Letter - Your front-page lead story “Chatsworth Mourns” which appeared in Post dated May 30-June 3, 2018, refers.

The death of 9-year-old Sadia Sukhraj and blame for the criminality that is taking place in KwaZulu-Natal, especially in eThekwini, should be laid squarely at the foot of former president Jacob Zuma.

Read: Chatsworth Mourns

Zuma - in order to protect himself and the network that surrounded him - engineered the weakening, undermining and destruction of institutions such as Parliament, the police, the intelligence services and the National Prosecuting Authority, giving criminals free rein to wreak havoc.
Criminals have shown many times they do not fear the police or the public.

Our security establishment spent the past decade trying its best not to see the crime being committed against the South African state and its people.

The Zuma regime shredded the police and the justice department of some of its finest brains. Many top investigators and those who were right for promotions were either prodded to take early retirement or were booted out.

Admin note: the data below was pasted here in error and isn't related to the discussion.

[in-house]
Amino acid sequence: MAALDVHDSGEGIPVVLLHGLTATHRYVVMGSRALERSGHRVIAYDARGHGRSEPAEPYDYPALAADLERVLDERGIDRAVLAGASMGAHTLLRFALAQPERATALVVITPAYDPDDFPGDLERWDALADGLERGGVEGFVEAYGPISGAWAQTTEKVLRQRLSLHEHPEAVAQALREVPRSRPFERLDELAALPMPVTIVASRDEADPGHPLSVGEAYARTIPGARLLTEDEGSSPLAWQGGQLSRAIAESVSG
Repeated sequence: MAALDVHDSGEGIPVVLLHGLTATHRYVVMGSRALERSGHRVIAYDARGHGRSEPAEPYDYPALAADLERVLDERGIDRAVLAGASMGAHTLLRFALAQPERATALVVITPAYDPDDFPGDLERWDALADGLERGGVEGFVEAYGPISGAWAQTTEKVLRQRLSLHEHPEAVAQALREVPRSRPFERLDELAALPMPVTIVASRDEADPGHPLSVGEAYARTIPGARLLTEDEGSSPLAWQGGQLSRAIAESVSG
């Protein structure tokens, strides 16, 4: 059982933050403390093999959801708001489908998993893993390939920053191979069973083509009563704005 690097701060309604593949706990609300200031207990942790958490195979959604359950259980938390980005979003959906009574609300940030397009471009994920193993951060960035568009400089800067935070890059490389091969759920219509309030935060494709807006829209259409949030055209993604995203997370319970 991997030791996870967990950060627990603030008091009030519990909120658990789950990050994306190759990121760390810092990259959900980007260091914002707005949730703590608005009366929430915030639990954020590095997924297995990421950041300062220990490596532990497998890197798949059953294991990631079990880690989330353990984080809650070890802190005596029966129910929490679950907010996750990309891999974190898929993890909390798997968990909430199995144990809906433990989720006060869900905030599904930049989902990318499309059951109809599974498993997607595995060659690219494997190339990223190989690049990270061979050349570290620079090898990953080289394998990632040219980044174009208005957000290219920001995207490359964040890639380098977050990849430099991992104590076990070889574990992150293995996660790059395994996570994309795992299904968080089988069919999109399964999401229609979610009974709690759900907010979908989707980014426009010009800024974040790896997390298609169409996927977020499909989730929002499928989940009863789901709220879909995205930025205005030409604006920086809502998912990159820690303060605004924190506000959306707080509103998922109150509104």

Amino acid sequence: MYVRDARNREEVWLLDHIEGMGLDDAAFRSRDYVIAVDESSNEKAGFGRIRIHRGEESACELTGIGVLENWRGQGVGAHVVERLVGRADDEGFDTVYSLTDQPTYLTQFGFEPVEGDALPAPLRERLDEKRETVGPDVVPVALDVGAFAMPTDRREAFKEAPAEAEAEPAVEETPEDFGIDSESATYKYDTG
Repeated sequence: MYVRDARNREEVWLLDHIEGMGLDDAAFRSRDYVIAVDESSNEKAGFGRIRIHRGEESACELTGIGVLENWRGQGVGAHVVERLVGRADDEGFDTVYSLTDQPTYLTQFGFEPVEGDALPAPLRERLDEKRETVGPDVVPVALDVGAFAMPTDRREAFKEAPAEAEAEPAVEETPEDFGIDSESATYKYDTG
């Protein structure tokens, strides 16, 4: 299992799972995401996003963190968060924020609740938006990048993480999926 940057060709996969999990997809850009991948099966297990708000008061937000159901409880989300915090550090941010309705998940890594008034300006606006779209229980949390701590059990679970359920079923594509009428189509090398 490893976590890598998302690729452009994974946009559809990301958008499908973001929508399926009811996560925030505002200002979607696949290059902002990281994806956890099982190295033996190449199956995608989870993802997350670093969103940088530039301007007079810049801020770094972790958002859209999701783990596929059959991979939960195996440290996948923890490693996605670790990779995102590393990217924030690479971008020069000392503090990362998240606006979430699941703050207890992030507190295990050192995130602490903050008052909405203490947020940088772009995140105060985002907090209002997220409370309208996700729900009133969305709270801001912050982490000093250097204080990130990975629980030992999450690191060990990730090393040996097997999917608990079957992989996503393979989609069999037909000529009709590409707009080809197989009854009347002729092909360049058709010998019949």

They were replaced by a bunch of incompetents. Does the name Shaun Abrahams ring a bell?

During Zuma’s tenure, the cumulative effects of slap-dash investigations and the devil-may-care attitude in the police force brought this country to the verge of anarchy.

To exacerbate this situation, the wheels of justice wobble along and take an inordinately long time to begin the trial and mete out justice to guilty parties. 

Every attempt is made to find extenuating circumstances to blunt the edge of swift and retributive justice.

We are not going to deter criminals if we subject them to kid gloves treatment. If punishment has to be harsh, so be it.

It must also be noted - criminals who hijack vehicles are only the foot soldiers. The real villains are crime syndicates.

Since our intelligence services are dysfunctional, the crime syndicates are operating with impunity knowing that the chances of being caught are virtually zero.

Police Minister Bheki Cele and national police commissioner Khehla Sitole have a tough and envious task of bringing the state security agencies back to normality. But we are confident they will rise to the occasion.

In the meantime, the police and the National Prosecuting Authority need to do their job without fear or favour and to target their investigations not just on those who pull the trigger, but also the kingpins.

Unless this is done, crime syndicates will turn our country into killing fields.